Cable covers California recall, bringing back 2020 election looks

The major U.S. cable news networks turned their sites out west for special coverage of the California Recall Election Tuesday, Sept. 14, 2021.

It all centered around an effort to remove sitting Democratic Gov. Gavin Newsom, largely driven by Republicans dissatisfied with his COVID-19 vaccinnation and mask rules, though there were also some left leaning challengers vying to replace him.

Because California is in the Pacific time zone and cable news is largely programmed more toward the east coast but carried live across the country, the meat of the election coverage started around 10 p.m. eastern, which was 7 p.m. Pacific. Polls closed at 8 p.m. Pacific, 11 p.m. eastern.

MSNBC “embedded” its recall coverage into its regular programming, opting not to retitle its coverage under a generic name and, while coverage was included throughout the day, coverage officially began at 10 p.m. eastern at the top of “The Last Word.” 

When the race was called in 11 p.m. eastern hour, at about 11:37 p.m. eastern, “The 11th Hour” was on, and data whiz Steve Kornacki was on air from the network’s newsroom using the interactive touchscreen to analyze data.

The lower third banner switched to announce NBC’s decision desk had called the election in favor of keeping Newsom in office even as Kornaki was on a tangent about the percentage of votes in. 

His touchscreen even started showing the yellow checkmark NBC, like other networks, typically uses to indicate a real or projected winner.

Kornacki didn’t appear to notice it had updated at first, but then managed to sort of seamlessly work in the news to his segment toward the end.


Throughout the evening, the network used “Decision 2021” branding as a sort of secondary element, paralleling its normal election title scheme — thought seeing an odd numbered year behind “Decision” is somewhat unusual, though not unheard of.

Many of the bumps and stingers, however, used “California Recall” in the “Decision” look set against the music of whatever show was on at the time. 

CNN retitled much of its evening and Jake Tapper anchored special coverage from Washington, using the bureau’s plentiful video walls to offer a detailed explanation of how the night would unfold and the choices voters in California had.

The network made its call at around 11:37 p.m. eastern, teasing the results with its “Standby by for CNN projection” banner. Earlier in the night, the network would update viewers as votes began coming in with “Key Race” alerts, which, despite matching its normal election branding, was a bit odd given that there was only one race being covered.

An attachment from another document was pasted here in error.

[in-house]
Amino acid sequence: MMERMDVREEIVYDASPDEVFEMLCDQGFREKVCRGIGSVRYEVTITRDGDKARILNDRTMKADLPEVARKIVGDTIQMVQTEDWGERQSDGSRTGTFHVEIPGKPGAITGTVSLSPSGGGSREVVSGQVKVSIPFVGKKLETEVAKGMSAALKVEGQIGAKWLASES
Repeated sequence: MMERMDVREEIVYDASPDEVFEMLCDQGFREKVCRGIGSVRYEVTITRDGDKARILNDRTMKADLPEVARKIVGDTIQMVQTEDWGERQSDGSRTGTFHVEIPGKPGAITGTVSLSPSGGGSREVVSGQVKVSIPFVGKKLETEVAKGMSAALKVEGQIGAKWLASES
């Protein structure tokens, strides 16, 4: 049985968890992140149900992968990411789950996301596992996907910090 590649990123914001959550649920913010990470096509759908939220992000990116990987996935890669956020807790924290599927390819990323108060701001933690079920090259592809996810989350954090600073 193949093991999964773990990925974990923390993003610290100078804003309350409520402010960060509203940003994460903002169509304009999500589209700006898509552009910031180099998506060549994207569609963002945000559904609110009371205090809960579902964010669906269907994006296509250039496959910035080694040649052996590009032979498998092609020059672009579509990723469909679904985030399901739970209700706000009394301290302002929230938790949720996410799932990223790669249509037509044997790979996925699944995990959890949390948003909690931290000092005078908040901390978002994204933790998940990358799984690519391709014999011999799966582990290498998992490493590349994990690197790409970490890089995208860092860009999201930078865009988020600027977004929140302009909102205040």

The network used the election look it used for 2020 coverage, including putting Newsom’s face opposite an outline of California in the boxes normally reserved for opposing candidate headshots.

Newsom was technically up against over 40 candidates to replace him if the recall had gone through, so that many photos likely wasn’t something that could fit well into the graphcis.

Fox retitled its coverage as well, using a look drawn from its Democracy 2020 election branding but titled “California Recall” that included a stinger with stars flying out from the U.S. map, where the state was highlighted in yellow. Host Trace Gallagher held down the fort.

Fox called the race slightly behind CNN and MSNBC, at 11:38 p.m. eastern.

The timing of the call was slightly inconvenient for the broadcast networks for eastern and central stations, because it came minutes after the end of local news and the start of their late night shows, which are typically pretaped earlier in the day.

Many network talent also noted that the race ended a bit earlier than many had anticipated. 

Because California commands the most electoral votes in the country but is heavily Democratic, historically presidential races are often called just after 11 p.m. eastern when those polls close — though that was not the case in the past two cycles.